Meeting our “Ancestors”: Panther Women

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Everyone's A Critic - Review of Panther Women: An Army for the Liberation

Written by Yuko Kurahashi

Cleveland Public Theatre
Panther Women: An Army for the Liberation
Written & Directed by India Nicole Burton February 4-25, 2022

It is challenging to write and stage a show about the tumultuous time-over 50 years ago through compelling characters and their “voices.” India Nicole Burton’s Panther Women: An Amy for the Liberation weaves different narratives from three Panther Women’s autobiographies to create a Shange-like poem/drama/performance piece. They are Assata Shakur, Angela Davis, and Elaine Brown. Seven ensemble women become their (characters’) grandmothers, mothers, descendants, their panther “brothers.” A common thread of these women is their struggle to implement good and necessary programs while fighting and pushing back chauvinism within the movement. They constantly needed to validate and work. They needed to protect the movement as well as their family. I am reading Elaine Brown’s A Taste of Power, which illuminates her aspiration, hope, disillusion, and restitution (in their own terms). Actually, I met Brown some time ago and I had her book (signed) on my shelf. With my busy schedule and eye problems and so on, I did not open this book until recently.

Burton’s piece used the first part of this book, explaining her house on York Street in Philadelphia and her ascension to “power” in 1974 when she took the place of Huey Newton. By then, the most prosperous and aspiring period of the Black Panthers had been long gone. So taking over the leadership position of the group with so many internal conflicts and problems, particularly as a woman in the 1970s–was more than challenging. Elaine’s journey itself would become Burton’s second play (Yay!)

I loved the Angela Davis portion, particularly her gun used by Jonathan Jackson is well known to many of us. Her upbringing is in Birmingham, Alabama — so the set designer Nina Castillo-D’Angier hung three small church windows and placed one big window on the stage as a memorial metaphor for the 1963 Church Bombing. Moneé Stamp’s lighting design complements the set with stairs, carts, crates (which remind me of ammunition boxes), a damaged wall panel, and the church windows.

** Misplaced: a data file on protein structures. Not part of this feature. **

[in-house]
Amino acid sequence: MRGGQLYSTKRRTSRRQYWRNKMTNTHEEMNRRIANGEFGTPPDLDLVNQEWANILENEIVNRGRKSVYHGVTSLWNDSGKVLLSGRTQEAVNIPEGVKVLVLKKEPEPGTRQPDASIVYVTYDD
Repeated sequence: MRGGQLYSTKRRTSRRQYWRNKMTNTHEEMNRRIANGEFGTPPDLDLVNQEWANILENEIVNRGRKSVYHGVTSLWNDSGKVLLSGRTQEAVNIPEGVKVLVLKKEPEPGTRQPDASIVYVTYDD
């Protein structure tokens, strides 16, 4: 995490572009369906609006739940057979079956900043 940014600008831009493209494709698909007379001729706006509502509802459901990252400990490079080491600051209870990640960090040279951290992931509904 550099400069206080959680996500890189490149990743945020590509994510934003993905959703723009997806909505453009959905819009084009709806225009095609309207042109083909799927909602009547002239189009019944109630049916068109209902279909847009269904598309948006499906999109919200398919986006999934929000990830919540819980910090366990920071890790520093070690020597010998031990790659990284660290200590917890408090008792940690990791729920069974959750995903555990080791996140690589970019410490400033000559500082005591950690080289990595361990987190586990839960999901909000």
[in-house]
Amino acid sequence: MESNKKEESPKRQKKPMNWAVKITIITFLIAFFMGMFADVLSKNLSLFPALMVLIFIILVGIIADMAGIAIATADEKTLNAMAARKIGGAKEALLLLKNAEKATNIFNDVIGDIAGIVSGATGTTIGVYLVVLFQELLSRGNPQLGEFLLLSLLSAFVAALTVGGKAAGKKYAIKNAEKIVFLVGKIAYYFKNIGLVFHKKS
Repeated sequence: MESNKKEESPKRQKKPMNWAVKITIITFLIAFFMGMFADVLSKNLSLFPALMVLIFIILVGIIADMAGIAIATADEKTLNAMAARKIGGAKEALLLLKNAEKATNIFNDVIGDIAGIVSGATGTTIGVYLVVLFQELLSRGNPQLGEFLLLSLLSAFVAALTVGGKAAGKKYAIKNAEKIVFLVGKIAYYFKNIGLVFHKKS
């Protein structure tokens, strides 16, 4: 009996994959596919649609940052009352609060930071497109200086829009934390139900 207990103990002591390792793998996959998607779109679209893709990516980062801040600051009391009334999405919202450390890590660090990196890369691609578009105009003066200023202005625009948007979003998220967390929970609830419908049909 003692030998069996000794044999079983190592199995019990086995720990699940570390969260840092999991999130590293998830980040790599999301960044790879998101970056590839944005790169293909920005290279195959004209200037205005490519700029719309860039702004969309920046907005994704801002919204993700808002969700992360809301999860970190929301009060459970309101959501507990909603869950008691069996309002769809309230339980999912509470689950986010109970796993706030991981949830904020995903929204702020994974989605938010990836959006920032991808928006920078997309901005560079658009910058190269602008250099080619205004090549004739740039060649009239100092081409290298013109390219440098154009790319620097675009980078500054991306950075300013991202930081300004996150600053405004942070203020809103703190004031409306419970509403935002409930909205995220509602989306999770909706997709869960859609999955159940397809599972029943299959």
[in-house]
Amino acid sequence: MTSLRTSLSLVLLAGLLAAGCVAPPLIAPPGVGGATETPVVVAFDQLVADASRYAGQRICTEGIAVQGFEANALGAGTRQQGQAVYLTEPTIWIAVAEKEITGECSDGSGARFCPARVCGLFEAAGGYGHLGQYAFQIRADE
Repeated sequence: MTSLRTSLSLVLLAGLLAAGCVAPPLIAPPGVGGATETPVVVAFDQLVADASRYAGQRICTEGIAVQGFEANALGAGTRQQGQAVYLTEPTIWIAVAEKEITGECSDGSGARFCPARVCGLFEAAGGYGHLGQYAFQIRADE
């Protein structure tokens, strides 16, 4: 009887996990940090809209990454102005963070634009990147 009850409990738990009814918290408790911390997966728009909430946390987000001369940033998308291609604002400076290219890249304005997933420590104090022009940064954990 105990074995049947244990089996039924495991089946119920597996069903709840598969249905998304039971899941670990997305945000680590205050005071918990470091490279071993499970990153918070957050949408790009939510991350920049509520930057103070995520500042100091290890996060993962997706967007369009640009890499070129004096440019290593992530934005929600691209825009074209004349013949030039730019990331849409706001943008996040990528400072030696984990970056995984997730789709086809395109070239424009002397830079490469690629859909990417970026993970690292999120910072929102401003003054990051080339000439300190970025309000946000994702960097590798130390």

I was very curious about costume choice before I saw this show. I expected to see the 1960s and 70s jeans, shirts, and hairdos. Contrary to my expectation, the costume designer Marti Coles created all-black dresses, skirts, pants, and shirts. They all have silver chains — perhaps as a metaphor for captivity as well as defiance. The chains also symbolize the journeys women take to become ancestors. Marti told me that “at some point, we all become ancestors.” To illuminate that, Coles used “fewer chains for the character who represents the start of the journey of becoming an ancestor. The Journey character–played by Ash —has the largest number of chains.”

The monochrome outfits emphasize the movement’s relevancy to today’s world as well as underscoring the “ensemble” that consists of Dayshawnda Ash, Raven Mone’t Bryant, Hayley Johnson, Zyrece Montgomery, Maya Nicholson, Shannon Sharkey, and Sydney Smith. Dayshawnda Ash played the “Journey” character invokes those courageous and tenacious women who have become and are becoming ancestors.
Feb 4, 2022


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Panther Women: An Army for the Liberation

Explore the lives and unique experiences of prominent Black women in America.

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